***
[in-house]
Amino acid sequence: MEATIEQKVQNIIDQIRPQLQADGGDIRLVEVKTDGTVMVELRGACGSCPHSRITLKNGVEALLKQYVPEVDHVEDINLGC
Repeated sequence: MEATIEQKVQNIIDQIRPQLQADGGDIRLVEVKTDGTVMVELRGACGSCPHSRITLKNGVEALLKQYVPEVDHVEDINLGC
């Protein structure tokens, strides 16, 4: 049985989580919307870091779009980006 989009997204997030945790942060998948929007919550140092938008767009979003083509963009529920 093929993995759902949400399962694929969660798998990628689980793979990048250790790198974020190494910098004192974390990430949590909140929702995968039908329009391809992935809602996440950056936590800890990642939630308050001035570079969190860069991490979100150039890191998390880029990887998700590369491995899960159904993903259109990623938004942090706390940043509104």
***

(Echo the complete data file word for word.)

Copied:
[in-house]
Amino acid sequence: MEATIEQKVQNIIDQIRPQLQADGGDIRLVEVKTDGTVMVELRGACGSCPHSRITLKNGVEALLKQYVPEVDHVEDINLGC
Repeated sequence: MEATIEQKVQNIIDQIRPQLQADGGDIRLVEVKTDGTVMVELRGACGSCPHSRITLKNGVEALLKQYVPEVDHVEDINLGC
């Protein structure tokens, strides 16, 4: 049985989580919307870091779009980006 989009997204997030945790942060998948929007919550140092938008767009979003083509963009529920 093929993995759902949400399962694929969660798998990628689980793979990048250790790198974020190494910098004192974390990430949590909140929702995968039908329009391809992935809602996440950056936590800890990642939630308050001035570079969190860069991490979100150039890191998390880029990887998700590369491995899960159904993903259109990623938004942090706390940043509104």